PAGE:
Makiko Hirata | Hammerklavier

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Classical: Piano solo Classical: Beethoven Moods: Solo Female Artist
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Hammerklavier

by Makiko Hirata

A collection of some of the most challenging piano repertoire ever written, starting from Sonatas by D. Scarlatti in early 18th century to Dichotomie by Esa-Pekka Salonen, written in 2000.
Genre: Classical: Piano solo
Release Date: 

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1. Sonata in D Minor, K 5
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4:12 $0.99
2. Sonata in D Major, K 119
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5:14 $0.99
3. Sonata No. 29 in B-flat Major, Op. 106 'Hammerklavier': I.
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10:25 $0.99
4. Sonata No. 29 in B-flat Major, Op. 106 'Hammerklavier': II. SCHERZO, Assai vivace
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2:50 $0.99
5. Sonata No. 29 in B-flat Major, Op. 106 'Hammerklavier' : III. Andante sostenuto
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17:37 $0.99
6. Sonata No. 29 in B-flat Major, Op. 106 'Hamerklavier': IV. Largo-Allegro risoluto
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11:44 $0.99
7. Dichotomie (2000) - I. Mecanisme
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8:36 $0.99
8. Dichotomie (2000) - II. Organisme
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7:18 $0.99
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ABOUT THIS ALBUM


Album Notes
Both “Hammerklavier” and Dichotomie are challenging ― pianistically, musically, conceptually, and aesthetically. They appealed to me because I had just decided to prioritize artistic integrity over career promotion, and had moved to LA to study at The Colburn School after seven, fairly successful concertizing years based in NY.
Unstructured knowledge acquired through first-hand performance experience is real, but it is also susceptible to outside influences and inertia. Especially when classical music is becoming increasingly marginalized in mainstream culture, it is easy to fall into being a performer who gives the audience what they want to hear. By pleasing the audience without posing questions and challenging them, one becomes a mere entertainer. To do justice to music as a thinking human being, I wanted to challenge myself and my audience through these pieces. The Scarlatti sonatas are there to give some historical context to the following two pieces, and to explore how the keyboard as an instrument, as well as its repertoire, had expanded over the years.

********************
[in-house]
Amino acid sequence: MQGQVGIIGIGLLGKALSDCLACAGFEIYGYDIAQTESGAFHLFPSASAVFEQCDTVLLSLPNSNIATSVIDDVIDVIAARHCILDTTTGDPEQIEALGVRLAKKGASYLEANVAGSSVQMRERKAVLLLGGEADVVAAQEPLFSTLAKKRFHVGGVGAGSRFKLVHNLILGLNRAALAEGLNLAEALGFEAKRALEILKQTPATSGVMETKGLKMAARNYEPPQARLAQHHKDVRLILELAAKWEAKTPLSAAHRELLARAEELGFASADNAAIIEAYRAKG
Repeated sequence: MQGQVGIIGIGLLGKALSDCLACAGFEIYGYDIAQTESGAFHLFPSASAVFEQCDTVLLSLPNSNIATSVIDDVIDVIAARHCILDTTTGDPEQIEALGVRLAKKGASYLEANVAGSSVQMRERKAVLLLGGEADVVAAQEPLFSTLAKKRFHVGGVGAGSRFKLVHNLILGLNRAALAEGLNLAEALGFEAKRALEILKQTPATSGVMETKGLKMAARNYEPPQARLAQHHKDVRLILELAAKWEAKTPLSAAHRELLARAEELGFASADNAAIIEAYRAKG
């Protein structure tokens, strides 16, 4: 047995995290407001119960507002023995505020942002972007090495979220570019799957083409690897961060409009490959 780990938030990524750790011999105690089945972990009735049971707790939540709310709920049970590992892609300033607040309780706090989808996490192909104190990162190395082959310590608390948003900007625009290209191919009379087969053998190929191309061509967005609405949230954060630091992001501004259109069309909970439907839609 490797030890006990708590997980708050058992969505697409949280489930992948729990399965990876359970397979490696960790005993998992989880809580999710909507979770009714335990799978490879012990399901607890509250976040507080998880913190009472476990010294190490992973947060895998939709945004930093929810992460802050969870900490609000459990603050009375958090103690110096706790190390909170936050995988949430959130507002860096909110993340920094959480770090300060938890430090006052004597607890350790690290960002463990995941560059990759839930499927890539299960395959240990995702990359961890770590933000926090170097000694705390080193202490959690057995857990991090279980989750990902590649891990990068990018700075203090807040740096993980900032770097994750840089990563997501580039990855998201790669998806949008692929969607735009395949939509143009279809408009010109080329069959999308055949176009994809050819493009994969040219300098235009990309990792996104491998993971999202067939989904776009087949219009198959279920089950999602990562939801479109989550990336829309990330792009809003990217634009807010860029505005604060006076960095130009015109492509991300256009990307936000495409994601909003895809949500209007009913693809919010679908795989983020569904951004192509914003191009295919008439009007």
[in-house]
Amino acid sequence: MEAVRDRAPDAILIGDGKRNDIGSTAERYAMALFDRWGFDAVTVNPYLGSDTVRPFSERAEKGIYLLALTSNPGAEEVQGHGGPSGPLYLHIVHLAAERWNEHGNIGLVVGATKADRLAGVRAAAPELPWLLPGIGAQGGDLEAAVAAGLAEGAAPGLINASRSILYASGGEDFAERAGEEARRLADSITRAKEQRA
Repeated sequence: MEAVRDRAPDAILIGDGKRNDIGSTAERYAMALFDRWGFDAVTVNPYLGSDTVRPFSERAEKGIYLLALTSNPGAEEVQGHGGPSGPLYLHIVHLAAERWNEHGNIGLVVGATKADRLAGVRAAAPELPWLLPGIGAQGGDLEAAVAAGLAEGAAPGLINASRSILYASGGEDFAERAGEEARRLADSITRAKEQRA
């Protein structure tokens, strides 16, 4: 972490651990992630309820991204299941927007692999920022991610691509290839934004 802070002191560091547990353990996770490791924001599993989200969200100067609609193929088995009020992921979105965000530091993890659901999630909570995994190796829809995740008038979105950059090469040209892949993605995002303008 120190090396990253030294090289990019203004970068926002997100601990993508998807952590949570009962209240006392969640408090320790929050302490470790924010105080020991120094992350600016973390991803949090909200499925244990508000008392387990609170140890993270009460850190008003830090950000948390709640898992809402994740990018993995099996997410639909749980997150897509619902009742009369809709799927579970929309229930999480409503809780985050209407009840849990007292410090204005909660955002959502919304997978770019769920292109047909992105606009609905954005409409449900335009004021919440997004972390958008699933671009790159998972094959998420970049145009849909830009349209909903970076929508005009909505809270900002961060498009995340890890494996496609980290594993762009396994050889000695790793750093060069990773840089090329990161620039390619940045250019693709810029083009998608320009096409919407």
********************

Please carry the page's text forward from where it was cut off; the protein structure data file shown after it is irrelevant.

About Makiko Hirata; “Elegant, refined and beautiful – a revelation!” said Ruth Laredo about Makiko Hirata’s performance of Debussy’s Fantaisie for Piano and Orchestra with the Jupiter Symphony Orchestra. Ms. Hirata went on to make regular appearances with this renowned New York City ensemble, presenting such rarely-heard repertoire as concerti by Tovey, Lalo, Godard, and the premiere performance of Variations on a Theme by Schubert for Piano and Orchestra by Kile Smith. Her recital debut was at Weill Recital Hall of Carnegie Hall in 1998. She has given recitals, lecture recitals, and children’s concerts in Japan, Poland, Macedonia, Germany, and the United States, and toured in America and Europe as the featured soloist with the Pecs Hungarian Symphony Orchestra, Polish Philharmonic Resovia and the Arad State Philharmonia of Romania.